"Do you see? Do you hear? Now that's a promoter," said Arum. "Now I don't see Mayorga beating Cotto."
At that point, King howled with laughter.
"I think Mayorga is good, but I don't think that he's going to beat Miguel Cotto. If he does beat Miguel Cotto, then Mayorga against Manny Pacquiao will be the biggest pay per view event of all time," said Arum. "Don is a good now as he ever was as a salesman. There never has been a better salesman in boxing than Don King."
Although they haven't worked together since Mayweather-Judah, they've been drawn together largely due to their mutual promotional differences with Golden Boy Promotions, whose CEO is Richard Schaefer, and whose president is De La Hoya, a former Olympic gold medalist and world champion.
"It's us against them," said Arum. "At least that's the way that I see it."
In August, Schaefer referred to King as "D-Rex," and to Arum as "B-Rex," comments that an angry Arum called "ludicrous, uncalled for, disrespectful," and "obscene."
The exchange had resulted from developments surrounding King's wooing of Mayweather with the goal of matching him against Arum's eight-division king Manny Pacquiao (51-3-2, 38 KOs) in a megabout, this, after negotiations between Arum and Golden Boy Promotions -- on behalf of Mayweather -- had twice failed.
"I mean, King and I both know what we're doing. King and I both know how to promote," said Arum. "And I don't care if we were each only 10 years older, we'd still promote a helluva lot better than this Swiss banker [Schaefer] does."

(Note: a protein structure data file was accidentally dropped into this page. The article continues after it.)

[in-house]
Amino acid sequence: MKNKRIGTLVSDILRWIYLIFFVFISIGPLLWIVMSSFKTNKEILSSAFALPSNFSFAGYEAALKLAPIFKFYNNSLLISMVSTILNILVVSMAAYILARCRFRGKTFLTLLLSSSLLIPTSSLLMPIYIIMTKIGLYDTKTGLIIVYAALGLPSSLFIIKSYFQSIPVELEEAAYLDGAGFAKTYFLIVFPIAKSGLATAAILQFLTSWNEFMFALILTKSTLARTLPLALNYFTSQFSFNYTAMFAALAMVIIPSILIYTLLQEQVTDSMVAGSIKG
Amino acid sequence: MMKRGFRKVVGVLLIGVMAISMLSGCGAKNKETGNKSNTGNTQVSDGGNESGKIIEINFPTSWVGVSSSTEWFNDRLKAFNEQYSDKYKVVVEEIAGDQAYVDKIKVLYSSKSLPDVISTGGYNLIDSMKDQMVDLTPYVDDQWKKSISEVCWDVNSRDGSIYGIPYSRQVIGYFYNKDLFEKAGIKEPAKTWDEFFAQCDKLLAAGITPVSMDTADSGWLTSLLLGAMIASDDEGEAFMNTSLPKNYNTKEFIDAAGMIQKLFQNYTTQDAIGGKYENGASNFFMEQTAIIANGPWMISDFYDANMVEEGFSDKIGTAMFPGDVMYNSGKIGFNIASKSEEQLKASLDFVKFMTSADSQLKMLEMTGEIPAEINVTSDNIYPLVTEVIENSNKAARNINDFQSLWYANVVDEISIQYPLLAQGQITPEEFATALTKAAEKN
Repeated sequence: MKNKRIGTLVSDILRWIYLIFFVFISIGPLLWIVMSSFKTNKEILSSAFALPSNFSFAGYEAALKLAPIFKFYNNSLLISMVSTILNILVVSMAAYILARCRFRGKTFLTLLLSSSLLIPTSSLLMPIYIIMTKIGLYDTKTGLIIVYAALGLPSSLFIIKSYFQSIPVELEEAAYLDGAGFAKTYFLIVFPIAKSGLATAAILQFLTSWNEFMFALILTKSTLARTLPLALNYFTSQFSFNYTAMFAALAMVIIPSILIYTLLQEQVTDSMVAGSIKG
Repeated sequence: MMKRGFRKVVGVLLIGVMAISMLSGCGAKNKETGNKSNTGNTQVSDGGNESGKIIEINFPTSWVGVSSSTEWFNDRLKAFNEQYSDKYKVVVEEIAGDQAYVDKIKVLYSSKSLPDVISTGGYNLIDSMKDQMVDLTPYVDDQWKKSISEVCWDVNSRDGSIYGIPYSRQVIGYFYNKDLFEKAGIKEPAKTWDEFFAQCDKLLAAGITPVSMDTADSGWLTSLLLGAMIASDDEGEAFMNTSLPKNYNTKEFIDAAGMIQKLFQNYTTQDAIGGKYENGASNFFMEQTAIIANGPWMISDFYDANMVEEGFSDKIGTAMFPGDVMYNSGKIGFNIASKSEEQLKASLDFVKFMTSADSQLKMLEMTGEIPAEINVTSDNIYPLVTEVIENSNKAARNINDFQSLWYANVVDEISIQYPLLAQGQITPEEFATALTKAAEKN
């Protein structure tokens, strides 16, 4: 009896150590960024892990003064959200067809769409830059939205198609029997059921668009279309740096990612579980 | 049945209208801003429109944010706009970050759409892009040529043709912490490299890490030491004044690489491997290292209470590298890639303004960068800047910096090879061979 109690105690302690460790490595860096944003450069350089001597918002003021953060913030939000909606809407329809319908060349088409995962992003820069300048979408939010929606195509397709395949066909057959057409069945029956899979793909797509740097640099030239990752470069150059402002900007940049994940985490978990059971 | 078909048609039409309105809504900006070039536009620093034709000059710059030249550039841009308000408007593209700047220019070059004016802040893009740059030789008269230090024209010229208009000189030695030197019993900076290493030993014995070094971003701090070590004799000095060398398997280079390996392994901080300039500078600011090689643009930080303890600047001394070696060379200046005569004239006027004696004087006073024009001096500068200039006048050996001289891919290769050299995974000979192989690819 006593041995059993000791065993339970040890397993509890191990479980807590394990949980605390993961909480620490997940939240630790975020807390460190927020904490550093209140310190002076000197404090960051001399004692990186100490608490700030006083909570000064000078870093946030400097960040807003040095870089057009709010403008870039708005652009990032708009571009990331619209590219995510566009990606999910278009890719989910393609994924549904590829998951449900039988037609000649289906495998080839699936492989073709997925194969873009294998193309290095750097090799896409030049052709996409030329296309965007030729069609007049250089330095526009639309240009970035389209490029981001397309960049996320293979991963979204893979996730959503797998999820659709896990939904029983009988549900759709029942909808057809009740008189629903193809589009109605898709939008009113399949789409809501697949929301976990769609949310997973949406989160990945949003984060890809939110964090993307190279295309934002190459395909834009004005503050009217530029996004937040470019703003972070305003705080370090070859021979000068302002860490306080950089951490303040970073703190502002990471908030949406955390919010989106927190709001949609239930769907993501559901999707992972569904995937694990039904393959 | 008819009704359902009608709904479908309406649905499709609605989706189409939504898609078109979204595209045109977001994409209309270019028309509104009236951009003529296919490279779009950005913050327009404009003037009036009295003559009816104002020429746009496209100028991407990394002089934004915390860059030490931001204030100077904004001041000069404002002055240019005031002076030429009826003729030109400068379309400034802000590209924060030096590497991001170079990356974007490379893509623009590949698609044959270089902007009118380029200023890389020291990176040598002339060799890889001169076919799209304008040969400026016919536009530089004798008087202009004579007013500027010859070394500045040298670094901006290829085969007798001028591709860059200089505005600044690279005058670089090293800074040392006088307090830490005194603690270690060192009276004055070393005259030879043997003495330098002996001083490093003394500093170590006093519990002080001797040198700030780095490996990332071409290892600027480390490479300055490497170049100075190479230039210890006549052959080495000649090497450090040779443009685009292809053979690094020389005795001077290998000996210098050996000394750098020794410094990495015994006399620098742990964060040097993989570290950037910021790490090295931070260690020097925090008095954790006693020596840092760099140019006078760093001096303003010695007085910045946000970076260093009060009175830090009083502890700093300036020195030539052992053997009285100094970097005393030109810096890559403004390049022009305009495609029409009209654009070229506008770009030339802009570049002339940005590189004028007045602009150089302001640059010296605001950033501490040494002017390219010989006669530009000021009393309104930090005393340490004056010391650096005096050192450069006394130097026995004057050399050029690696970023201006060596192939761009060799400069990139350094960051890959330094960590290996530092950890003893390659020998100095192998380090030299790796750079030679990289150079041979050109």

And King certainly knows how to capture a fighter's interest.
King invited Mayweather to his Florida home for a lavish dinner, but he had the unbeaten fighter at ringside for an HBO-televised main event in August during which Alexander scored a unanimous decision over former WBA king Andriy Kotelnik.
"I wouldn't know how good of a promoter I was if I didn't have Bob Arum. When you have someone like Bob who is very formidable, you can't sit back and rest on your laurels," said King.
"You have to make the next one better than the last one, and Bob has been always right there snipping at me," said King. "So that means that I have to go out there and work that much harder and to be that much more dedicated."
In December, King endured the death of his wife of more than 50 years, Henrietta King, who was 87, in South Florida following a lengthy illness.
The news of Henrietta King's death came during the early promotional activities leading up to a Jan. 29, HBO televised junior welterweight clash during which King's southpaw WBC king Devon Alexander (21-1, 13 KOs) was dethroned by decision by WBO counter part Tim Bradley (27-0, 11 KOs).
Arum, similarly, already had experienced the September, mountain hiking-related death of his 49-year-old son, John Arum, an attorney, during the early part of his promotional tour for the Nov. 13 unanimous decision by Pacquiao, holder of the WBO welterweight and WBC junior middleweight belts, against ex-champ Antonio Margarito (38-7, 27 KOs).
In the wake of their losses, King called Arum, and vice versa.
"We each suffered a tragic loss, but yeah, in life, you have losses," said Arum. "But I know Don King and what a decent caring person he is. Through all of the bulls** that has gone on for 40 years, I've always known that."